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On-Line Edition      Thursday, October 19, 2017      Vol. 59  No. 42

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‘Champions’ honored by YMCA

“Celebrating Our Champions of Change" was the theme for Tri-Town YMCA's 2017 Annual Meeting that was held Oct. 11 at National University of Health Sciences. Following the installation of the Board of Directors, four of the Y's "champions" were recognized with awards. Rev. Jim Ilten, pictured in the top photo with Y Interim Executive Director Deb Allen (left) and President Whitney Cimaglia-Voelker, is a Y Past President and board member who was recognized in appreciation for his 19 years of dedicated service to the Y. In the bottom photo, Lombard Boy Scout Troop 51 member Alec Schulze, pictured with his parents Audrey and Ron Schulze (left) and Y Secretary Dennis McGuire, was recognized for his Eagle Scout project to repair the Y's Christmas tree sales hut trailer. Also recognized were Y board First Vice President Tony Palmisano who received the President's Award, and the Glenbard East High School National Honor Society that received the Friend of the Y Award for helping with setup and sales during the Y's annual Christmas Tree Sale.                  Photos by Steve Spoden

                ***** Out & About  by Jane Charmelo *****

Lombard resident good at being a "bad" cop

Watch crime drama TV long enough, and you are bound to see Kurt Naebig in the role of a not-so-nice police officer — the kind, he described, in similar words, as a hard-nose.
    The likely explanation?     "I've got a face for being a cop," quipped the Lombard resident, whose biography in show business is longer than a nightstick.
    Naebig most recently was "Grogan" on NBC's "Chicago Fire," who is, you guessed it, a police officer. It's a role he said he first played some five years ago on the show.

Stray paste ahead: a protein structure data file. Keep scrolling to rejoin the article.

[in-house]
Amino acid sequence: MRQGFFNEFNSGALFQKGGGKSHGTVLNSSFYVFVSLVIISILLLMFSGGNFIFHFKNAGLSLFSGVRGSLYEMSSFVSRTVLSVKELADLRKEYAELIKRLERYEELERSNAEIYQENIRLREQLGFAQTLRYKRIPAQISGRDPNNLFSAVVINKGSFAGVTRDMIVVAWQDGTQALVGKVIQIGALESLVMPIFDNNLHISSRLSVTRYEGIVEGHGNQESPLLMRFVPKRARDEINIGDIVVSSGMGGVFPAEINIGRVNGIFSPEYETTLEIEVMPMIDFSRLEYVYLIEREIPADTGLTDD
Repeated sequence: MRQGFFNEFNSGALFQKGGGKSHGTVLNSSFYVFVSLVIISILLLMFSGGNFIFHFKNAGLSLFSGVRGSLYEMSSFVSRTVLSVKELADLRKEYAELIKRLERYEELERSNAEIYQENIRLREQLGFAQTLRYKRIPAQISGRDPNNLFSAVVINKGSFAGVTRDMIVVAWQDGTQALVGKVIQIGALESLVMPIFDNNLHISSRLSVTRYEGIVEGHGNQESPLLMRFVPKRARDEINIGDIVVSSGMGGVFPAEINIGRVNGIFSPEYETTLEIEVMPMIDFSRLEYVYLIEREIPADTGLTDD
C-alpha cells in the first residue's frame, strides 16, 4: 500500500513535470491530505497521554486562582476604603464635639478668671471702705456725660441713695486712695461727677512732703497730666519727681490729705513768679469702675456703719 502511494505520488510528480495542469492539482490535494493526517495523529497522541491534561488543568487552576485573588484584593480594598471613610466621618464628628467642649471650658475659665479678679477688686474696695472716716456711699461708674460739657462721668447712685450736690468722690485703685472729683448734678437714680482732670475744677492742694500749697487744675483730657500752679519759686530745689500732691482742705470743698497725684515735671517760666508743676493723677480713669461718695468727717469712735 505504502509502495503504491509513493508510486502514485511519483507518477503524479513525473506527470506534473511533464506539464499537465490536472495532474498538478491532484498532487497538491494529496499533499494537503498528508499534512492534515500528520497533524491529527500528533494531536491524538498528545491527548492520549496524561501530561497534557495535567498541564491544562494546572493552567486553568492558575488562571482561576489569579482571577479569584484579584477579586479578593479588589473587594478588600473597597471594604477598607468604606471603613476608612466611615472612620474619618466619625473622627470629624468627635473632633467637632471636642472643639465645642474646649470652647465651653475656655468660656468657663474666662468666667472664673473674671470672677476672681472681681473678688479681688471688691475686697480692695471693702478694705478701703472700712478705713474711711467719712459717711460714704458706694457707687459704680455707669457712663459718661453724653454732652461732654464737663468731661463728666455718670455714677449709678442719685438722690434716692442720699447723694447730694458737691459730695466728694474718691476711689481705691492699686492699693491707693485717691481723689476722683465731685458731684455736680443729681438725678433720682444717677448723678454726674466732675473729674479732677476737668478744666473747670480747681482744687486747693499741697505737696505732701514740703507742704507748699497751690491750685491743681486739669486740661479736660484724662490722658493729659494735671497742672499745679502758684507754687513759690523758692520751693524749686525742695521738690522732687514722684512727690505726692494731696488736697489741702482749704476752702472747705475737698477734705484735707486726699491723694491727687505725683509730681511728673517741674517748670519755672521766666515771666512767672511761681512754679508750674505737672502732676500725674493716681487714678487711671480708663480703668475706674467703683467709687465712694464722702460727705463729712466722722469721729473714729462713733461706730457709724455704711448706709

Naebig grew up in Cicero and La Grange, and actually went into business for himself at the age of 13. He recalled how at age 11 he loved skateboarding, and began selling skateboards out of his house.
    When he was 13, he opened up his own skate shop for three years in Oak Park, commenting, "You don't think much about the logistics as a kid."
    Ironically, it was as a young entrepreneur that Naebig first got what he called his "15 minutes of fame" after being featured by the likes of People Magazine, National Geographic World, "Good Morning America" and Charlie Rose, to name a few.
    In high school, Naebig took an improv and mime class, saying with a chuckle that "I viewed it as a blow-off [class]," but what happened next may have been a pivotal point in turning him toward acting.
    "I kind of got bit by the [acting] bug," he said, adding that he went on to take an improv class at College of DuPage, and "I loved it."
    He attended the Players Workshop of the Second City, and the then-Audition Center, now The Acting Studio/Chicago, studying under Jane Brody, someone he considers a mentor.
    The actor ended up studying at Juilliard, where he was one of only 25 out of 1,000 prospective students to make the cut, and in 1990 received a degree in drama. He counts Jean Tripplehorn, Laura Linney and Tim Blake Nelson as being among his fellow classmates.